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A Fine Pair Of 'Huanghuali' Yokeback Armchairs (Guanmao Yi), 17th Century. photo Sotheby's

The various owner sale of Fine Chinese Ceramics and Works of Art achieved a total of $25,968,650 (est. $9.2/13.1 million), Sotheby’s highest total in this category since the March 2007 sale which included highlights from the Albright-Knox Art Gallery. The sale was led by A Fine Pair of ‘Huanghuali’ Yokeback Armchairs (Guanmao Yi), 17th Century which sold for $2,770,500, several times the $200/300,000 estimate. The highlight of the paintings in the sale was An Important Imperial Nian Rebellion Battle Painting Qing Dynasty, Guangxu Period which was fought after by five bidders before selling for $1,986,500, well over the estimate of $800,000/1.2 million. A strong group of jades included A Rare Imperially Inscribed Celadon Jade Archaistic Vessel And Cover (Yi), Qianlong Fanggu Mark And Period from the Collection of Robert Tod which sold for $1,650,500 several times the $70/90,000 estimate. The porcelain in the sale was led by A Rare ‘FamilleRose’ Reticulated Revolving Vase, Qianlong Seal Mark and Period which sold for $1,202,500, well over the $400/500,000 estimate.

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A Fine Pair Of 'Huanghuali' Yokeback Armchairs (Guanmao Yi), 17th Century. photo Sotheby's

each finely carved of spare form, the undulating bow-shaped toprail with flattened headrest and rounded terminals, supported on a bowed splat and tapered stiles, extending to S-shaped armrails held by the curved front posts with lobed brackets and mid-section support, the front and back posts continue through the rectangular cane seat to form the legs of square section, set with simple beaded aprons in the front and plain aprons on the side, the legs held by box-stretchers with a flattened foot rest with simple apron attached to the front, rounded square stretchers with aprons on the sides and a plain square stretcher along the back (2); 25 1/4 x 46 1/4 x 25 3/4 in., 64.1 x 117.5 x 65.4 cm. Estimate 200,000—300,000 USD. Lot Sold 2,770,500 USD to an Asian Buyer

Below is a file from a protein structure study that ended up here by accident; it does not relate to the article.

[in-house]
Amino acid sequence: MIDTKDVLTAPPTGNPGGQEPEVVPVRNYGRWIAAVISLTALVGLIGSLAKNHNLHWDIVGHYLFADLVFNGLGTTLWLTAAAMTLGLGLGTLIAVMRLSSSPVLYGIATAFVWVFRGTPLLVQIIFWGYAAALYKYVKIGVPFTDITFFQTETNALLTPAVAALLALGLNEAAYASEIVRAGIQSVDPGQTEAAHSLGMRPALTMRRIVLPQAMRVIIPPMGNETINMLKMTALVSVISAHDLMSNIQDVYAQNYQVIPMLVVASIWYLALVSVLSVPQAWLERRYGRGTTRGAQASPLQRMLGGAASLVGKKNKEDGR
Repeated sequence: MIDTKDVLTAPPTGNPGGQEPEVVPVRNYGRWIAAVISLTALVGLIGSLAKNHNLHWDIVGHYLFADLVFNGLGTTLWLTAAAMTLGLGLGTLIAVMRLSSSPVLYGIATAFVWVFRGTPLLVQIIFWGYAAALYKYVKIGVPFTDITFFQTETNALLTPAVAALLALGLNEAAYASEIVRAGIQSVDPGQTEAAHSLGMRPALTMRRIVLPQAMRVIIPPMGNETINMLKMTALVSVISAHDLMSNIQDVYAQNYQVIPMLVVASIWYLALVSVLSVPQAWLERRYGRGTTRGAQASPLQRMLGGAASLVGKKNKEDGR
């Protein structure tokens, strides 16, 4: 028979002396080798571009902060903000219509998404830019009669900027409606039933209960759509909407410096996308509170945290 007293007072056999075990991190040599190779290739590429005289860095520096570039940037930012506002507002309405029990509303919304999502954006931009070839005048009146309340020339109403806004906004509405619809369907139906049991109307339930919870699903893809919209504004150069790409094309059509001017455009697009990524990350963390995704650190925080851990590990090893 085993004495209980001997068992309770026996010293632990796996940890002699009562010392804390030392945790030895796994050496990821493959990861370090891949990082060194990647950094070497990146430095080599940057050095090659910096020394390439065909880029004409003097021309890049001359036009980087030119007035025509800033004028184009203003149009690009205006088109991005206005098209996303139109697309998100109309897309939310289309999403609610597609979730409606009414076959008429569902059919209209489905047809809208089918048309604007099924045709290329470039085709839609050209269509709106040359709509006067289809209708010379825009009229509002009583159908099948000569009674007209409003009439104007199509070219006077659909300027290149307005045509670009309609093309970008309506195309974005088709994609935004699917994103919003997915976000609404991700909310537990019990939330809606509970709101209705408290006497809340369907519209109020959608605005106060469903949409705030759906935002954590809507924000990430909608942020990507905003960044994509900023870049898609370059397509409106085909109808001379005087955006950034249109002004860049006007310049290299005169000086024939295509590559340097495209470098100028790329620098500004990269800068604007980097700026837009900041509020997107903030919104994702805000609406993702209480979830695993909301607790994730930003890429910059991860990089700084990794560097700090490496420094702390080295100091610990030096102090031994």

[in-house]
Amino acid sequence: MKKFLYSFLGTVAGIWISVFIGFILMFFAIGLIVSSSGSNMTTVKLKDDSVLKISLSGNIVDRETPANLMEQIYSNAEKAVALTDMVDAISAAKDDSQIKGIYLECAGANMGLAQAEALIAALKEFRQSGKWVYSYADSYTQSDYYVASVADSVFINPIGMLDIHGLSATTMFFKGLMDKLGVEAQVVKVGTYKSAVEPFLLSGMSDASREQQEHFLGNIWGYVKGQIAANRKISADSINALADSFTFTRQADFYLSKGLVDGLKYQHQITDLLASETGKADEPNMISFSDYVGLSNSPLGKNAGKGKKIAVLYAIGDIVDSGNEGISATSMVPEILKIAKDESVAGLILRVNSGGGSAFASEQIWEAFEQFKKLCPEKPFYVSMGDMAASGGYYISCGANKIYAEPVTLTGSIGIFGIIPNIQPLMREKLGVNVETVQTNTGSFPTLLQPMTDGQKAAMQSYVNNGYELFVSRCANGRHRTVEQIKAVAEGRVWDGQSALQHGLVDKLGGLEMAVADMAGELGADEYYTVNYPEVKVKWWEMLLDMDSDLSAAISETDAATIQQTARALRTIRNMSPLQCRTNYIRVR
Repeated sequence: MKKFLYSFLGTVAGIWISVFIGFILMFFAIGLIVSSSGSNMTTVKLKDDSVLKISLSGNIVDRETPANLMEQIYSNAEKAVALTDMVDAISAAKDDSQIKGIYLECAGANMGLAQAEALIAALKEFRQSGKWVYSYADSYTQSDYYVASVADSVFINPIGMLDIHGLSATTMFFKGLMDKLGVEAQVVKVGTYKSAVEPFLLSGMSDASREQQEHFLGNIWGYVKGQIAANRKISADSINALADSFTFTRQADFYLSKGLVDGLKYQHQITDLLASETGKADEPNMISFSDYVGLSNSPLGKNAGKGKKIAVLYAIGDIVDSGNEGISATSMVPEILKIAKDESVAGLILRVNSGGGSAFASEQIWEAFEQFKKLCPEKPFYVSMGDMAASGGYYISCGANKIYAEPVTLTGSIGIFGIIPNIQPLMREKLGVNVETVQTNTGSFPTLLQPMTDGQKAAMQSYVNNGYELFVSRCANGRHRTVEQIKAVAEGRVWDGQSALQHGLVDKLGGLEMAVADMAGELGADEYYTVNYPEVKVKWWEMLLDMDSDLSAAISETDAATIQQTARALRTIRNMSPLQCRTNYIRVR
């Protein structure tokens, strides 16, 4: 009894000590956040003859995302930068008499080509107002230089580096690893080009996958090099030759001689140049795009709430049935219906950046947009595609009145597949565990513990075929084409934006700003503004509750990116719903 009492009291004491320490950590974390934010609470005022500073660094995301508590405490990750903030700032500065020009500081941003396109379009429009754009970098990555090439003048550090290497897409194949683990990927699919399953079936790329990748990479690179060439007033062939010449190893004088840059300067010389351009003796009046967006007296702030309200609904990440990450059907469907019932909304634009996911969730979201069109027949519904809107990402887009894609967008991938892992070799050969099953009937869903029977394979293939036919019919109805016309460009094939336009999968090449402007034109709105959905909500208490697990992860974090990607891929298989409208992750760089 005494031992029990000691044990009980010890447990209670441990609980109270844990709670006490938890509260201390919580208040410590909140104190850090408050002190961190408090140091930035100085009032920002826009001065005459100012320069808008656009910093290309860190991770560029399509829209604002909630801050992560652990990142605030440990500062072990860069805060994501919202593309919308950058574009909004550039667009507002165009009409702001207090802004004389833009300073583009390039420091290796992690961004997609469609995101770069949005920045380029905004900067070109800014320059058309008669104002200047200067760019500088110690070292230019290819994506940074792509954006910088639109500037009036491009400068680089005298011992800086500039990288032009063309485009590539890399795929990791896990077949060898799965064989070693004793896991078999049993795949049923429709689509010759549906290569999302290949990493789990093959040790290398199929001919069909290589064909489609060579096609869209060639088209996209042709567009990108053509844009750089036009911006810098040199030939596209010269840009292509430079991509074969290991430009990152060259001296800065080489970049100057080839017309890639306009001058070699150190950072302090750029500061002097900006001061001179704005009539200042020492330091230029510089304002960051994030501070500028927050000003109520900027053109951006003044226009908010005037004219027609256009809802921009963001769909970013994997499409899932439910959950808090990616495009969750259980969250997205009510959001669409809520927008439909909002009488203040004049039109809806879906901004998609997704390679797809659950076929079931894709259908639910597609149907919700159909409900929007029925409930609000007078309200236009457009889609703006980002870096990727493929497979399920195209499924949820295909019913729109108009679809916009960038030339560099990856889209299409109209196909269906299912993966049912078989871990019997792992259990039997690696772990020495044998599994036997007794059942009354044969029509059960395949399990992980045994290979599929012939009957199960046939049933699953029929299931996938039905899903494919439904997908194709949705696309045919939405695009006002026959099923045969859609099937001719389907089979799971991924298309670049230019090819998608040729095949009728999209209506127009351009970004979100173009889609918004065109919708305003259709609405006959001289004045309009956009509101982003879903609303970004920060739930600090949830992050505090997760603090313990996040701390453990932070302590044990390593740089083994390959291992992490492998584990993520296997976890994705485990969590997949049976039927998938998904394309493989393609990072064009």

PROVENANCE: Peter Lai Antiques Ltd., Hong Kong.

NOTE: The present pair of yokeback armchairs is exceptional for the large size and the understated elegance of the softly curving stretchers. Such armchairs were among the most prestigious chairs in a traditional household and belong to the type known as guanmao yi ('official's hat chair'), referring to the resemblance of the crestrail to the extended wings characteristic of headdresses worn by oficials.